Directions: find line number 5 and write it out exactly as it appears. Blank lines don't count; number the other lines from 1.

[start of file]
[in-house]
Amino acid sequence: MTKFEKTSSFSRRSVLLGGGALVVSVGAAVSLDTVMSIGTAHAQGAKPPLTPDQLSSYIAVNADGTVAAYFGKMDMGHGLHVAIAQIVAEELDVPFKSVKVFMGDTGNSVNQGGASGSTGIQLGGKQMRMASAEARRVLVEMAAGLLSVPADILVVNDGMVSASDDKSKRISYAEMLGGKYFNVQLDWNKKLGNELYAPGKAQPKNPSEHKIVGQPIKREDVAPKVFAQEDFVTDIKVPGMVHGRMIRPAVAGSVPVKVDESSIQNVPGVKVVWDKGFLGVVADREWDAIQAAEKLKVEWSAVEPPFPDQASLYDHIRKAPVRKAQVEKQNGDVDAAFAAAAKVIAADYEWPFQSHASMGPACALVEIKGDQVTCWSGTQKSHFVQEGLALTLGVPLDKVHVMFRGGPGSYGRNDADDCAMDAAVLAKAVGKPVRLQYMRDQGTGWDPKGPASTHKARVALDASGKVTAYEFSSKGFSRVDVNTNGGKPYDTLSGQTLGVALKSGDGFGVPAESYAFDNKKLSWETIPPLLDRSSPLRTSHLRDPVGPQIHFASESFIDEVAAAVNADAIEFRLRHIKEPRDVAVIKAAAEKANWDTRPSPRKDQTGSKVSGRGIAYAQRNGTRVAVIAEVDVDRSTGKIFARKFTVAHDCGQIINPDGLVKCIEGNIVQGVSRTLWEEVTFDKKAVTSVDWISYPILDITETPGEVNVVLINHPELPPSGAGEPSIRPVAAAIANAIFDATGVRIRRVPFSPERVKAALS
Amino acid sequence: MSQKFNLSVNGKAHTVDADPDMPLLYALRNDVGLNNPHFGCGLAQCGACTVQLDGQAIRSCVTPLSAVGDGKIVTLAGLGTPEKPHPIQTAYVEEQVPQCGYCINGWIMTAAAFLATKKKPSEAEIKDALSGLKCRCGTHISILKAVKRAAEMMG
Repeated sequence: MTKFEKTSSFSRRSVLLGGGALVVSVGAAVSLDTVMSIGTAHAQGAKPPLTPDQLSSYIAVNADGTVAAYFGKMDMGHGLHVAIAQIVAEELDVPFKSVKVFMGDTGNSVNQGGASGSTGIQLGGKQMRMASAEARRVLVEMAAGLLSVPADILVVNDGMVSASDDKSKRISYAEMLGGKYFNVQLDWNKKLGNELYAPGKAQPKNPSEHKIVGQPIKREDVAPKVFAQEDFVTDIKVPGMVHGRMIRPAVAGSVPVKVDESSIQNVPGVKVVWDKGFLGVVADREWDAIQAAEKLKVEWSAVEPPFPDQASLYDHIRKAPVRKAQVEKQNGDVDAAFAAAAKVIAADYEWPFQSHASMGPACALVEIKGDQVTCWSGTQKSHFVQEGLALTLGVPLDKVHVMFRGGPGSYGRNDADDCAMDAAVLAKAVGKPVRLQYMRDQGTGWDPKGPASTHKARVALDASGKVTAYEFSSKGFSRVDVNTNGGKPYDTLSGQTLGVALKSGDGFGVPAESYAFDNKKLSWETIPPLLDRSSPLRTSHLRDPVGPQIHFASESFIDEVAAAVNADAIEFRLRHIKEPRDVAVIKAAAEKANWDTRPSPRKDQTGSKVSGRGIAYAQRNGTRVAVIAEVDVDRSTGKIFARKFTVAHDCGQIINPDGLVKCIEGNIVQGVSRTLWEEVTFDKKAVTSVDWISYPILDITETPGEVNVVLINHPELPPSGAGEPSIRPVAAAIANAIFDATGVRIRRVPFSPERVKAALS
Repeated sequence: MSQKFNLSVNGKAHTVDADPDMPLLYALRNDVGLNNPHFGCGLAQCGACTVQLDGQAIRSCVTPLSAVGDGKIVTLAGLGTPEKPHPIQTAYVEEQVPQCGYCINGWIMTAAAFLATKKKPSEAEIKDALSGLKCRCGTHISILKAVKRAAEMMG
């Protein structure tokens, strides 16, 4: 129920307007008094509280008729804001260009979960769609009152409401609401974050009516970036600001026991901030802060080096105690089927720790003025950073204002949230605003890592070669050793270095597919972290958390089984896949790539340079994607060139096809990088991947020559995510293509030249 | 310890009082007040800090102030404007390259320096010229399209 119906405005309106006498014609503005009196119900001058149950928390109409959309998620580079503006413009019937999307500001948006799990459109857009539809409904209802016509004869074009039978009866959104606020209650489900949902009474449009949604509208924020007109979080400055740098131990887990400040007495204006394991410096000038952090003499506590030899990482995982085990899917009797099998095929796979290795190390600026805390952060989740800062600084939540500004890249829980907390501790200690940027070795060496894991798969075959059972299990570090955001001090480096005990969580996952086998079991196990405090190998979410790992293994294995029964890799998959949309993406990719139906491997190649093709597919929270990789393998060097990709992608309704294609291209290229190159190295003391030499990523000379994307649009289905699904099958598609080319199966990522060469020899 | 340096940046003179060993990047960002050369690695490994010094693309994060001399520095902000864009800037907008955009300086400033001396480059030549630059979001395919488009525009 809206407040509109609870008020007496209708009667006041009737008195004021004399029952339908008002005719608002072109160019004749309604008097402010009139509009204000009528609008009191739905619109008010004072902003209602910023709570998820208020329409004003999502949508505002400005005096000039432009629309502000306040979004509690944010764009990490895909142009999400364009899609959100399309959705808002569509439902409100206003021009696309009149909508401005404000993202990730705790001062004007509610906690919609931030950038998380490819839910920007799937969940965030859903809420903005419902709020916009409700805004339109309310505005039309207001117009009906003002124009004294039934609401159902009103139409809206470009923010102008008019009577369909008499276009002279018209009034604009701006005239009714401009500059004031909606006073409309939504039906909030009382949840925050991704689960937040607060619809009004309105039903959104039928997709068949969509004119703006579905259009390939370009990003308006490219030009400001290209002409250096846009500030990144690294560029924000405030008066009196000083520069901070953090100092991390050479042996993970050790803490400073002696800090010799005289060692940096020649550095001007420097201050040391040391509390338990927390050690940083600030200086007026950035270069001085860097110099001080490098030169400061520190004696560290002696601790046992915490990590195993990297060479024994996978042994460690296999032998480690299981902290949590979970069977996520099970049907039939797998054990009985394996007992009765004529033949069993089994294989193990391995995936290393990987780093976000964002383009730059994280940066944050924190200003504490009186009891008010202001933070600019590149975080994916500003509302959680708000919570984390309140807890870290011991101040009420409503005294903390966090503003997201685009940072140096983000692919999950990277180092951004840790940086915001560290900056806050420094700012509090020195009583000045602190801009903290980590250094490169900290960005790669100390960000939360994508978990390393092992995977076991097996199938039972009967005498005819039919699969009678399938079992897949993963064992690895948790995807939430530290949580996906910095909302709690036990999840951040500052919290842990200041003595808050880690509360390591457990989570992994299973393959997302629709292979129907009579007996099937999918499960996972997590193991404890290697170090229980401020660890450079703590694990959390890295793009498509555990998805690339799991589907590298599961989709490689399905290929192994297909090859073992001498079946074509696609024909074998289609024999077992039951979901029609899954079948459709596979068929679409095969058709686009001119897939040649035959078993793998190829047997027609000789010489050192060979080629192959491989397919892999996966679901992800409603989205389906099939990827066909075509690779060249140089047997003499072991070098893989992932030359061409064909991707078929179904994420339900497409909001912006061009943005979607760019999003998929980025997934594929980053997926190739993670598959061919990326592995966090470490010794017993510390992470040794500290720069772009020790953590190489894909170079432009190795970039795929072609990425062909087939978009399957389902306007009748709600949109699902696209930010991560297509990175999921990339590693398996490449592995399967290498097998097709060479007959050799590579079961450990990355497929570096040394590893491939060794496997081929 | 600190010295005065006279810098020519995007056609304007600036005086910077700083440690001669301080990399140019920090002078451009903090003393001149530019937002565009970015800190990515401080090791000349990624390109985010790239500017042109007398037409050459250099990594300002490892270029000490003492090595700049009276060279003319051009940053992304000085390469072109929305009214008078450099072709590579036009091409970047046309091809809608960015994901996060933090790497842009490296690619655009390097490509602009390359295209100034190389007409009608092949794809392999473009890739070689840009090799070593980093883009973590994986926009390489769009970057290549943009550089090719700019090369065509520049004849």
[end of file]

Repeated sequence: MSQKFNLSVNGKAHTVDADPDMPLLYALRNDVGLNNPHFGCGLAQCGACTVQLDGQAIRSCVTPLSAVGDGKIVTLAGLGTPEKPHPIQTAYVEEQVPQCGYCINGWIMTAAAFLATKKKPSEAEIKDALSGLKCRCGTHISILKAVKRAAEMMG